December 13: The photographer born on this date in 1832 was Richard Daintree, a pioneer in the use of photography for geological field surveys, something we take for granted now in Google maps and in mineral surveys for mining. This post discovers intersections of history of photography with the region in which I live and the land on which I walk every day, but the process of exploring your own environment inside photographs is applicable by anyone.
For me it is an environment in which to experiment with photography of the landscape.
It is now a landscape scarred by mining, with a rough topography, perfect for investigating spatial effects in still images.
For Daintree, it yielded curious geological features.
Daintree worked here in Australia mainly in Queensland and Victoria and photographed much of the pristine environment as well as the degradation caused by mining. Born in England, he matriculated at Christ’s College, Cambridge, in 1851, but after a ‘pulmonary attack’ left for the warmer climate of Australia for his health, and joined the gold rush to Victoria in 1952.
The discovery of gold in my district of Castlemaine in Central Victoria meant that Daintree made many photographs of Forest Creek nearby, the richest alluvial goldfield in the world. So young is this country that it is astonishing to realise that the wet-plate camera laboriously carried and operated by Daintree was present to make the first photographic record of the growth of this area from just twenty years after the first white explorer passed through.
Though not successful as a prospector himself, he joined the Victorian Geological Survey, serving there until 1855 until the drudgery of field work drove him back to England to study assaying and metallurgy at the Royal School of Mines Laboratory under Dr Percy who was also a founding member of the Photographic Society of London. Thus he became interested in photography, and on his return in 1858, he went into business in Collins Street, Melbourne, with the French writer and photographer Antoine Fauchery, and together they worked on the serial production of the Sun Pictures of Victoria, of ‘photographs of Victoria and eminent Victorians’, offered for sale in ten instalments.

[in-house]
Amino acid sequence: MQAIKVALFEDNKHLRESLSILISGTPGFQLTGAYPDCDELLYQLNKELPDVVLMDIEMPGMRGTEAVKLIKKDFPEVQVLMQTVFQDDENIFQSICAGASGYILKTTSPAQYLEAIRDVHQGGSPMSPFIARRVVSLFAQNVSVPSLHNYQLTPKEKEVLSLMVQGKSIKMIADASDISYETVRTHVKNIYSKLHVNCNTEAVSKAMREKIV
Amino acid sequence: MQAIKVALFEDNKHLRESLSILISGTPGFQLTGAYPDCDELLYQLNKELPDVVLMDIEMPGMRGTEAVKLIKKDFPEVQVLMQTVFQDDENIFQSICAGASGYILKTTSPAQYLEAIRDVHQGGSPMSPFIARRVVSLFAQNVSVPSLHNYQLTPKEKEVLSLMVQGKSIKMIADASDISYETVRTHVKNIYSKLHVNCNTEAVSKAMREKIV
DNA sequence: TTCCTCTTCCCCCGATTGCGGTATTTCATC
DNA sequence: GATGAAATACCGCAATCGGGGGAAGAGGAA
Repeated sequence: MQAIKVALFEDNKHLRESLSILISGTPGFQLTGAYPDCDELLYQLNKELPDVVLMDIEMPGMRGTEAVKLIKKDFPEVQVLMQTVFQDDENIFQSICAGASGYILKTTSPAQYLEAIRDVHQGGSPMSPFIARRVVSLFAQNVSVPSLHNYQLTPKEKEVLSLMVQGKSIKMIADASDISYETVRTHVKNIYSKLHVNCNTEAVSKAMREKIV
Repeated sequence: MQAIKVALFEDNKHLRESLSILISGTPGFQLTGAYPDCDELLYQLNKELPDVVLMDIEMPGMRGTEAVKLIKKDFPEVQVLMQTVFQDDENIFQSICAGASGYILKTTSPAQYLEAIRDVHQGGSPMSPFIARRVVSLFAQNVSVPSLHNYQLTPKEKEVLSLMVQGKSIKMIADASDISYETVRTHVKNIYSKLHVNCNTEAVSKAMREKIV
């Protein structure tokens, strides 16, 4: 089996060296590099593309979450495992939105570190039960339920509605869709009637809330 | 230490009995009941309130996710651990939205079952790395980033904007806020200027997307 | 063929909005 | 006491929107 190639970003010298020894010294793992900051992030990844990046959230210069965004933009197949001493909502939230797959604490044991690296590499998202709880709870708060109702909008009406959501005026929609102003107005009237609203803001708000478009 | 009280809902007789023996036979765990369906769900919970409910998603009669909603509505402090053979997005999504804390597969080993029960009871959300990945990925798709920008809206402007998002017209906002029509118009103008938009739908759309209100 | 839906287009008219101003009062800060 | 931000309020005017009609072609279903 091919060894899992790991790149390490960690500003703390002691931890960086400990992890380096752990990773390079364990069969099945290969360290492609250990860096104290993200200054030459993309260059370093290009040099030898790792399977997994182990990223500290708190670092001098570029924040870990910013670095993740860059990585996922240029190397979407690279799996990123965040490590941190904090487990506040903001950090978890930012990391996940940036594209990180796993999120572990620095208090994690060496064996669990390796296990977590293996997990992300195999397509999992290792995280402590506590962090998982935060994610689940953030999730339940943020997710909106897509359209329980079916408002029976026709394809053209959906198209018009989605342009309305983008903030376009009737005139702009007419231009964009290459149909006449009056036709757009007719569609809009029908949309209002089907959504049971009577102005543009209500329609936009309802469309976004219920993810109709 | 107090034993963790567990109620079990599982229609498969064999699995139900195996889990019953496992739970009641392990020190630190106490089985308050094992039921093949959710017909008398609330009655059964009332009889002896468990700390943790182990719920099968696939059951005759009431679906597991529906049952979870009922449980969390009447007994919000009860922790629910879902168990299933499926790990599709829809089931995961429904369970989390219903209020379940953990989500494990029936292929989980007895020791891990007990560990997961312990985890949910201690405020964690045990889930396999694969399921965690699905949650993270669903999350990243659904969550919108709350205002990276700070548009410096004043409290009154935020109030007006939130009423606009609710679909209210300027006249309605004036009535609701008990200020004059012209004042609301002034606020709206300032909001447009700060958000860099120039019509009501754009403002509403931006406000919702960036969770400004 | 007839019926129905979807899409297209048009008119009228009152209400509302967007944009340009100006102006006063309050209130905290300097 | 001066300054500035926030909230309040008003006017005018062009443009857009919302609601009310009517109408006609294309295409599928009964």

Daintree’s partner Antoine Julien Fauchery (1827?-1861) was an adventurer, republican, artist, writer and photographer and reputedly the model for the character of the painter, Marcel in Henry Mürger’s Scènes de la vie de Bohème (on which the opera La Bohème is based). Born in Paris he began painting and wood-engraving before turning to literature as his calling. In 1848 he set out with the photographer Nadar to defend Poland with passports in the names of Nadarski and Faucheriski, but were turned back after running out of funds. In 1852 Fauchery sailed from Gravesend in the Emily for Melbourne, where he arrived on 22 October, setting up practice as a photographer.
It was during that period that they made this photograph of Forest Creek which was being turned over by thousands of eager miners searching for gold. Until the discovery of gold the only European to visit was explorer Major Mitchell who passed through the region in 1836, followed by the first squatters in 1837 who established vast sheep runs. It was a worker in the service of Dr William Barker on his Mount Alexander run, Christopher Thomas Peters, a shepherd and hut-keeper, who first discovered gold, later writing about the find to the Melbourne Argus, which published is letter on 8 September 1851. By the end of the year there were about 25,000 on the field. Chewton quickly developed as the first settlement in the area and on 28 January 1852, William Henry Wright took control of the Mount Alexander diggings and set up a government camp near the junction of Barker and Forest Creeks, which became the new township of Castlemaine. The Geelong Advertiser of 13 March 1852 carried the following notice, the first mention of my town: “The Lieutenant Governor has appointed John Fletcher, Esq., J.P., to be Police Magistrate at Castlemaine; but where Castlemaine is situated we cannot tell.”
Daintree’s original albumen print from his wet-plate collodion on glass negative is remarkable for its detail…
…in which can be seen the newly built Chewton Independent Chapel which still stands, but is currently hidden behind an overgrown garden and which has been transformed into a residence. This photograph, (below) taken about 110 years later, shows that it retained its original features, though its sandstone blocks have shifted in their mortar.
A view to the South-East shows a further extent of the diggings. The extent of the devastation is described in this contemporary account by C.R.C. Pearce:
A stark unsightly district, stretching far and wide, looking I was going to say, as